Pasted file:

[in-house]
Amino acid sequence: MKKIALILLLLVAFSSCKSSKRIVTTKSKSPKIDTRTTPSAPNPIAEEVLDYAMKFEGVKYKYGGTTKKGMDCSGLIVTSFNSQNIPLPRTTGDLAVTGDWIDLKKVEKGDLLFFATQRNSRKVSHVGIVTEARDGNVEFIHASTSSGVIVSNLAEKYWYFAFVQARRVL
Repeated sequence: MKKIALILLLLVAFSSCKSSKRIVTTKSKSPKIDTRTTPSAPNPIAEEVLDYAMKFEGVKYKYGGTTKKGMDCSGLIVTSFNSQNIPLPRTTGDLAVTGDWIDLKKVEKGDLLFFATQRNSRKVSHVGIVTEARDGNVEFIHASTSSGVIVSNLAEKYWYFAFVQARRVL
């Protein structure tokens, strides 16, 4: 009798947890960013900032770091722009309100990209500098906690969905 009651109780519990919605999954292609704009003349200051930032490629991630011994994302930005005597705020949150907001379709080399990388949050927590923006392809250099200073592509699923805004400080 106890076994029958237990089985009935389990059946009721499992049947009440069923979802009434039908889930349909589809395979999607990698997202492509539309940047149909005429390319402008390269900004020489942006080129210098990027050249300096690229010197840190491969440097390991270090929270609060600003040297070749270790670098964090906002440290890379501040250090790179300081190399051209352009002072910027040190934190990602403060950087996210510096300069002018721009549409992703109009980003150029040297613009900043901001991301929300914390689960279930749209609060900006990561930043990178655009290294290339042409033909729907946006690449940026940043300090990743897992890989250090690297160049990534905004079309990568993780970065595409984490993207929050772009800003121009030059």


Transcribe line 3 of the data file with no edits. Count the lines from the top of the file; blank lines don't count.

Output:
Repeated sequence: MKKIALILLLLVAFSSCKSSKRIVTTKSKSPKIDTRTTPSAPNPIAEEVLDYAMKFEGVKYKYGGTTKKGMDCSGLIVTSFNSQNIPLPRTTGDLAVTGDWIDLKKVEKGDLLFFATQRNSRKVSHVGIVTEARDGNVEFIHASTSSGVIVSNLAEKYWYFAFVQARRVL